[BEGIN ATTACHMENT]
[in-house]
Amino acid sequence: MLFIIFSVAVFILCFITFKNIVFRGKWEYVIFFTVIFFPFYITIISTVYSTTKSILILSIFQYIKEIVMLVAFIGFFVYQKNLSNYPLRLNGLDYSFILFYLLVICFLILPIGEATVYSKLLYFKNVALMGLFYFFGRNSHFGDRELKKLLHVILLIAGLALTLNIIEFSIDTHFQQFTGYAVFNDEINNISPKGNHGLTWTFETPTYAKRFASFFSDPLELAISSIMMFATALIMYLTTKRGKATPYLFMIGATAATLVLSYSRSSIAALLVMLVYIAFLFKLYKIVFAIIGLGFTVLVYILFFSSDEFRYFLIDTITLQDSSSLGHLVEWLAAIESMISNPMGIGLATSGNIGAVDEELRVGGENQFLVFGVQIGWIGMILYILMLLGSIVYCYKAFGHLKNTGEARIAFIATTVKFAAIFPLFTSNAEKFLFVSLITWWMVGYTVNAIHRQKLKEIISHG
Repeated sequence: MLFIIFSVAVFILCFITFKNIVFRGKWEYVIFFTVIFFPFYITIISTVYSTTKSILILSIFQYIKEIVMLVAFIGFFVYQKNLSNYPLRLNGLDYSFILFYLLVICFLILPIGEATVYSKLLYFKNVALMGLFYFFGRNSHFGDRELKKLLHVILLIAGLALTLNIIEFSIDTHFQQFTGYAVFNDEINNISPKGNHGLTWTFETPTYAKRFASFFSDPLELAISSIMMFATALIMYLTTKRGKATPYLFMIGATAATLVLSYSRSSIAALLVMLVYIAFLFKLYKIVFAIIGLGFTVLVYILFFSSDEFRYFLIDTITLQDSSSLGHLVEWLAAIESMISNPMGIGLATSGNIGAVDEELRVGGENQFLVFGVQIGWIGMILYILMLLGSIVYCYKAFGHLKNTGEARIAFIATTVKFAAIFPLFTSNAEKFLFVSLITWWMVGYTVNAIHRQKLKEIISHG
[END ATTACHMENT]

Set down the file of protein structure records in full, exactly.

[in-house]
Amino acid sequence: MLFIIFSVAVFILCFITFKNIVFRGKWEYVIFFTVIFFPFYITIISTVYSTTKSILILSIFQYIKEIVMLVAFIGFFVYQKNLSNYPLRLNGLDYSFILFYLLVICFLILPIGEATVYSKLLYFKNVALMGLFYFFGRNSHFGDRELKKLLHVILLIAGLALTLNIIEFSIDTHFQQFTGYAVFNDEINNISPKGNHGLTWTFETPTYAKRFASFFSDPLELAISSIMMFATALIMYLTTKRGKATPYLFMIGATAATLVLSYSRSSIAALLVMLVYIAFLFKLYKIVFAIIGLGFTVLVYILFFSSDEFRYFLIDTITLQDSSSLGHLVEWLAAIESMISNPMGIGLATSGNIGAVDEELRVGGENQFLVFGVQIGWIGMILYILMLLGSIVYCYKAFGHLKNTGEARIAFIATTVKFAAIFPLFTSNAEKFLFVSLITWWMVGYTVNAIHRQKLKEIISHG
Repeated sequence: MLFIIFSVAVFILCFITFKNIVFRGKWEYVIFFTVIFFPFYITIISTVYSTTKSILILSIFQYIKEIVMLVAFIGFFVYQKNLSNYPLRLNGLDYSFILFYLLVICFLILPIGEATVYSKLLYFKNVALMGLFYFFGRNSHFGDRELKKLLHVILLIAGLALTLNIIEFSIDTHFQQFTGYAVFNDEINNISPKGNHGLTWTFETPTYAKRFASFFSDPLELAISSIMMFATALIMYLTTKRGKATPYLFMIGATAATLVLSYSRSSIAALLVMLVYIAFLFKLYKIVFAIIGLGFTVLVYILFFSSDEFRYFLIDTITLQDSSSLGHLVEWLAAIESMISNPMGIGLATSGNIGAVDEELRVGGENQFLVFGVQIGWIGMILYILMLLGSIVYCYKAFGHLKNTGEARIAFIATTVKFAAIFPLFTSNAEKFLFVSLITWWMVGYTVNAIHRQKLKEIISHG